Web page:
Archive for the ‘income inequality’ category

Beware Of Hubris

November 30, 2016

Donald Trump won the 2016 Presidential election “fair and square” as much as we know today. While he did not win the popular vote, Trump won a significant majority in the electoral college. Do these outcomes represent a mandate?

If you couple the Trump victory with Republican control of both Houses of Congress, whether Trump’s victory counts as a mandate or not may seem to Republicans as immaterial. The next two years belong to the GOP and barring upsets in 2018, the Trump team should have its way for 4 years. This reflects American democracy in action.

When George W Bush won the 2000 Presidential election, only with activist help from the Supreme Court, one would have thought a President who lost the popular vote and squeaked by with the electoral college vote would have approached his office with a moderate perspective. Instead, the Bush team felt empowered and tried to impose the views of each of the GOP’s separate factions.

The neocons got an unjust war and one of the greatest foreign policy failures in history, the small government faction got the shameful “hurricane Katrina” response, the deficit hawks blinked over tax cuts and were rewarded with 6 years of unbalanced budgets, and the anti-regulatory advocates got a run away Wall Street which lead to a near global depression.

None of this needs to happen to President Trump. But all these events and more could happen.

The new Trump government’s enemy is as much “hubris” as it might be any particular policy. Team Trump may just think that since they won, anything and everything goes. President Trump needs to keep a short lease on Congress and direct his Cabinet to operate right of center but closer to the center than the Congress.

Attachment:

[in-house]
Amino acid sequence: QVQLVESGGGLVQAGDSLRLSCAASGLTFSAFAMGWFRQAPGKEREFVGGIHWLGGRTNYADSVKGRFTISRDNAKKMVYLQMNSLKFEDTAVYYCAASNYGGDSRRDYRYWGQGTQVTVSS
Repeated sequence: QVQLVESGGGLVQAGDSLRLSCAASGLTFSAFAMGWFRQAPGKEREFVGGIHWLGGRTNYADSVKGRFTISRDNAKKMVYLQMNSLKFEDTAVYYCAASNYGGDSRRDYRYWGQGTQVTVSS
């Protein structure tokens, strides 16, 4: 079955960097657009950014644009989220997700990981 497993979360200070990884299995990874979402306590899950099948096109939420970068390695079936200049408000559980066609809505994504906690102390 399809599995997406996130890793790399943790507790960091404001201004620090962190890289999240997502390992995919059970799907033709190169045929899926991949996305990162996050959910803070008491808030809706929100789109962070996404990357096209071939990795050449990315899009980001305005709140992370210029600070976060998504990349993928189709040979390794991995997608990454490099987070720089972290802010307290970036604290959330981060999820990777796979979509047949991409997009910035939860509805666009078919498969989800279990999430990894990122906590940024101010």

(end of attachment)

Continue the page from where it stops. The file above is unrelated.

While Trump has walked back most of his campaign promises, danger lies ahead since nothing has changed about the Republican Party’s composition, ambitions, and dangerous policies.

The Republican Party still favors suppressing voter participation, discrimination under the guise of religious freedom, less regulations which act against the interest of gays, Hispanics, and women’s rights, and don’t forget the flat earth faction which continues to deny global warming.

Oh, and income inequality is not a concern of the Republican Party unless one is talking about how the rich can become richer.

So, President-elect Trump, beware of hubris.

Remember, your margin of victory was actually quite narrow and 2020 is not that far away. Steady economic progress will serve you well while steroid-like induced stimulus could easily put all the increased wealth generation into the already wealthy’s pockets and reward the average American with another deep recession.

The white working class voter liked you this time but they can turn on you just as easily. Run the economy so all boats rise and a second term is there if you want it.

The Dark Side Of Cruz and Trump

April 8, 2016

With New York as the next big primary delegate prize, an amazing yet frightening picture is emerging. Main stream Republicans are racing to support Ted Cruz in order to block Donald Trump from gaining the nomination.

Conservatives, that is real conservatives like Ted Cruz see the US quite differently from most everyone else. These conservatives seem to lack any capacity to comprehend income inequality and the hardships it brings to so many. Getting “government” out of the way and getting “tough” on undocumented workers will reignite America’s economic growth, they say. Hmmm.